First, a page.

K.J. Britt never played for Pat Dye, but he still called him ‘Coach.’
The same goes for countless others in the Auburn football family and the extended family beyond — whether they be current on-field stars like Britt, ripping a helmet off during a heated practice to chat with Dye on the sideline, or they be two young graduates holding hands at their wedding on the farm Dye opened up as an event center in recent years.
Dye’s reach spread far through the Auburn family, stretching out to welcome more and more for almost 40 years. Dye played at Georgia and got his first coaching job at Alabama, but after he became Auburn’s head coach in 1981, he took the program to great heights and found a home he’d keep forever after his coaching days. He died in Auburn on Monday.
And his impact and influence was seen immediately in the outpouring of love sent by coaches, players, contemporaries and admirers, as soon as the news spread across the Plains and afar.
“You meant so much to me, coach,” Britt, Auburn’s middle linebacker, said on Twitter soon after Dye’s passing. “I always looked forward to our talks at practice and on Mondays.”
He was among just the first to share their thoughts, and their love.
“Coach Dye was much more than a hall of fame coach and administrator at Auburn. He was an Auburn leader and visionary,” current Auburn head coach Gus Malzahn said in a statement. “He not only returned the football program back to national prominence during his tenure, but was a key figure in bringing the Iron Bowl to Auburn and made an impact on the university and in the community. He embodied what Auburn is about: hard work, toughness and a blue collar mentality.
“Coach Dye’s impact on Auburn is endless and will stand the test of time,” he went on. “He had a great and deep love for Auburn and he displayed that affinity daily. I’m very appreciative of his support and friendship through the years. It’s a sad day. Coach Dye was a treasure and will be missed. My thoughts and prayers are with his family, his former players and coaches and the entire Auburn family.”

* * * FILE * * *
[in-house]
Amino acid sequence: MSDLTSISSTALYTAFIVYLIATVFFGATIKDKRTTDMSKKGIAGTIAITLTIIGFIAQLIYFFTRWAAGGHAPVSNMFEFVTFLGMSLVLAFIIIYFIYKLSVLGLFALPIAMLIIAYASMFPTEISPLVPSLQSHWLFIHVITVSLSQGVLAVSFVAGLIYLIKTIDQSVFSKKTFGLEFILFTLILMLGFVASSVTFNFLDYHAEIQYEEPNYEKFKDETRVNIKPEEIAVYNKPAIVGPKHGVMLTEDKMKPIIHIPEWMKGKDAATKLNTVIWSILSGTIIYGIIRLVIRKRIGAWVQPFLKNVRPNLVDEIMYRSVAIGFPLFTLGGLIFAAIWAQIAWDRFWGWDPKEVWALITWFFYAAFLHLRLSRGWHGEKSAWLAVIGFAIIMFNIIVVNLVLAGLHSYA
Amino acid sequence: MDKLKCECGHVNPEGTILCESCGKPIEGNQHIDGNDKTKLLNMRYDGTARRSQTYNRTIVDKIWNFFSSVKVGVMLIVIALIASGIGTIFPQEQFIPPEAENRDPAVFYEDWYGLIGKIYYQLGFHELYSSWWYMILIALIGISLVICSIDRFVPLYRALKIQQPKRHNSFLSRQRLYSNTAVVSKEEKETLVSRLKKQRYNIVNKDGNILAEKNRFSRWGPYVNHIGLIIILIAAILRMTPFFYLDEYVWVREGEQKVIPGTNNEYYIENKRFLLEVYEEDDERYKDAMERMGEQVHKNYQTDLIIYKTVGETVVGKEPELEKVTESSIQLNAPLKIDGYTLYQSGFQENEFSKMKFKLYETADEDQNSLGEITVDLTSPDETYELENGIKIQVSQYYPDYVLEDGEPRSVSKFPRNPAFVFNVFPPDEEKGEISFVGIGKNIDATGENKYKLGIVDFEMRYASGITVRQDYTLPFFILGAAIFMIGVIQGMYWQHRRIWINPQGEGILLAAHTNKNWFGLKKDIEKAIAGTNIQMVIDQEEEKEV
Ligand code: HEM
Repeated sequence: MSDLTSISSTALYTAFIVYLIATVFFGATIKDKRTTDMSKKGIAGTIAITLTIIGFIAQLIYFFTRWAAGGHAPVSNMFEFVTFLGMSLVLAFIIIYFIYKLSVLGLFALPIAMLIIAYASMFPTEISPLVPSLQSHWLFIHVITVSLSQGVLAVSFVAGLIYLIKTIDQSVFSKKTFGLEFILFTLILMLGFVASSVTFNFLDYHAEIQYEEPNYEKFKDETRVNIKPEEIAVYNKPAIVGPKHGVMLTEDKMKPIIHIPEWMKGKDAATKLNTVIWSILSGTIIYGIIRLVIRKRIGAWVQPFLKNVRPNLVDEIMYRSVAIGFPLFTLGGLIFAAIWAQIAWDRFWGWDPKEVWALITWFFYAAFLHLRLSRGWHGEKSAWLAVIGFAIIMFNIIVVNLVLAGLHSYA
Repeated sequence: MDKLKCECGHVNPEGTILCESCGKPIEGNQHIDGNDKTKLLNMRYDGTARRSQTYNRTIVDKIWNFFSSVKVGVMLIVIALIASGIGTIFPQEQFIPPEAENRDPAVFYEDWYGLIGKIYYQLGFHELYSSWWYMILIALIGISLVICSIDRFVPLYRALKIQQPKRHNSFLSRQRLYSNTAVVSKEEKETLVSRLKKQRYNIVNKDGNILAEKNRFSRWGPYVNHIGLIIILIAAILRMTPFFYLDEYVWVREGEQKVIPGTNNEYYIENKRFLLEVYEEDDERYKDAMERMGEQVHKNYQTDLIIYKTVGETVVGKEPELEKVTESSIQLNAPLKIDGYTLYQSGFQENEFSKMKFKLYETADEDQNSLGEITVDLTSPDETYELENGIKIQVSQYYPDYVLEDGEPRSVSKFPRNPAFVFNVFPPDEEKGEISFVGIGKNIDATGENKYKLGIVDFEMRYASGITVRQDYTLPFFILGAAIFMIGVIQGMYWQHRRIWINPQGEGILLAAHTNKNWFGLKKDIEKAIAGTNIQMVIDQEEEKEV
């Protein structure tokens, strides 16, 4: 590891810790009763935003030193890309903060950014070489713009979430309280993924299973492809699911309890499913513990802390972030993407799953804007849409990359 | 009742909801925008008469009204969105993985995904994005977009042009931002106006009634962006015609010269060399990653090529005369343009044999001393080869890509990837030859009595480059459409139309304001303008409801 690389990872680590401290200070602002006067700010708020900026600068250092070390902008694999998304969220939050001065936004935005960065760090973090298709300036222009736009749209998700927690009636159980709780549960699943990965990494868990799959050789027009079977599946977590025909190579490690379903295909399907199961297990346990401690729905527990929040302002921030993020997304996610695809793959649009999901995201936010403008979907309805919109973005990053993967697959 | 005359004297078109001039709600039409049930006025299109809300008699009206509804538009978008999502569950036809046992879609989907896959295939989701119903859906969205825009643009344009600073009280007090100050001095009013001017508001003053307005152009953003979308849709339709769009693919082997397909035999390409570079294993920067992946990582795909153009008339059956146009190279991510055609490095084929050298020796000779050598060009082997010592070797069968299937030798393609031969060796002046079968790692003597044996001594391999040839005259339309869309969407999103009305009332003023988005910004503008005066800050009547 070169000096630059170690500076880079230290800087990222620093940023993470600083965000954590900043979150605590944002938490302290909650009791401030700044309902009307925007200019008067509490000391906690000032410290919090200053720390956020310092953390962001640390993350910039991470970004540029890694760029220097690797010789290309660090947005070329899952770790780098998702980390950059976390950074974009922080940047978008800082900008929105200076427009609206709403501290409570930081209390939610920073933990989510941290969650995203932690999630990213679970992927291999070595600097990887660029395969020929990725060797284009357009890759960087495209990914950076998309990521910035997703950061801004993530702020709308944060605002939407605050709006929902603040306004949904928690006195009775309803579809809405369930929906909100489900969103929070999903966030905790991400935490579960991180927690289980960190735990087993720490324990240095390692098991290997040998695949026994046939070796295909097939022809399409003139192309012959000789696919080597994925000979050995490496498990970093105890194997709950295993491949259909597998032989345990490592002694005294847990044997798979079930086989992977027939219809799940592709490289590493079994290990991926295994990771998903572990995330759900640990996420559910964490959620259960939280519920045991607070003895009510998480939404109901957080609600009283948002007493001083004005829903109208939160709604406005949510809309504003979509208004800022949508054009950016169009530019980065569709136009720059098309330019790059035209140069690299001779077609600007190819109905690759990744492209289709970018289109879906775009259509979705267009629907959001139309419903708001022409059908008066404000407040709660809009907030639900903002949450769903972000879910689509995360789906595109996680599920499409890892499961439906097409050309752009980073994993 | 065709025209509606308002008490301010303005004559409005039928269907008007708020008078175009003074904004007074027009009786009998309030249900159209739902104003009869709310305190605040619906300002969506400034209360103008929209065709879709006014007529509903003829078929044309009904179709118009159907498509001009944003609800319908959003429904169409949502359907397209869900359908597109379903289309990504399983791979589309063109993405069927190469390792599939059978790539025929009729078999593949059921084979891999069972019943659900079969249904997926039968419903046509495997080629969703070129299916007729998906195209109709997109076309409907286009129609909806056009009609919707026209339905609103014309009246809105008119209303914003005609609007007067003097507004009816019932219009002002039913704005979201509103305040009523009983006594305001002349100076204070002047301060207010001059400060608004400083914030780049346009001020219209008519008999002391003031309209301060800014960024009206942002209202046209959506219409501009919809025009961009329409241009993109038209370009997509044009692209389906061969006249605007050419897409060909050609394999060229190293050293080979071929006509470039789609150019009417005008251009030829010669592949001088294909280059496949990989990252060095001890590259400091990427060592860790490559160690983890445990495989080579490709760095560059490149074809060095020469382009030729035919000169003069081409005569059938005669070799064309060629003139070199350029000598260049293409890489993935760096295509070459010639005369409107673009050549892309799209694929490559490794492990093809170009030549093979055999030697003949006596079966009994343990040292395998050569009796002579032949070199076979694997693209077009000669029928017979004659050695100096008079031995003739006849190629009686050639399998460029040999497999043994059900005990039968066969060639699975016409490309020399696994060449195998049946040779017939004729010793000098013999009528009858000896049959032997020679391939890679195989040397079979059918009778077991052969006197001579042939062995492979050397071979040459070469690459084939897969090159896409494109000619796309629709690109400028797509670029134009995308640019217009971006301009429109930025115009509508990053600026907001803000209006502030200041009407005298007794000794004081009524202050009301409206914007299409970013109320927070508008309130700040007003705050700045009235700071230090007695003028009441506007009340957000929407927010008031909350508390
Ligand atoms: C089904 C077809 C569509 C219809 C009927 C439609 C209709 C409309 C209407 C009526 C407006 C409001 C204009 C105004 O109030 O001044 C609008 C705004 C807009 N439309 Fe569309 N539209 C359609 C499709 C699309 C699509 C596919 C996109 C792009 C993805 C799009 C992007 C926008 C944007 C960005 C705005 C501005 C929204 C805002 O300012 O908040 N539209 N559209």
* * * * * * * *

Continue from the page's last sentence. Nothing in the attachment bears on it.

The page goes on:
On top being Auburn’s head football coach from 1981-1992, Dye was also Auburn’s athletics director from 1981-1991. He was instrumental in bringing the Iron Bowl to Auburn for the ‘First Time Ever’ in 1989.
Last fall, Dye watched as Auburn beat Alabama on the 30th anniversary — on a field in Jordan-Hare Stadium named after him.
It was the last game at Pat Dye Field in his lifetime. Auburn won 48-45.
“Just like his football teams, Pat Dye the athletic director was tenacious, never backing down from a fight when he believed Auburn’s good name and best interests demanded it,” current Auburn athletics director Allen Greene said. “Thanks to his tenacity, I’ll always treasure my first home Iron Bowl, celebrating victory on the field that bears his name.”
Of course, his influence stretched far beyond the Auburn community.
“It’s sad to learn of Coach Dye’s passing,” legendary Georgia coach Vince Dooley said in his own statement. “Our condolences to his family, his close associates, and friends. We competed hard as coaches but remained good friends and after football shared our love of plants, especially Japanese Maples. Pat was a solid, fundamental football coach who related well with his players. And he certainly endeared himself to the Auburn people by moving the annual Auburn-Alabama game from Birmingham to home-and-home.
“He will be missed by us all.”
These words were only part of the outpouring echoing around on Monday — and they were heard.
“On behalf of our family, I want to thank all of the people from around the country who have offered their support and admiration for Dad these past several days,” son Pat Dye Jr. said in a statement. “Dad would be honored and humbled to know about this overwhelming outreach. The world has lost a pretty good football coach and a great man. He was beloved, he touched so many lives and he will be missed by many, especially our family.”
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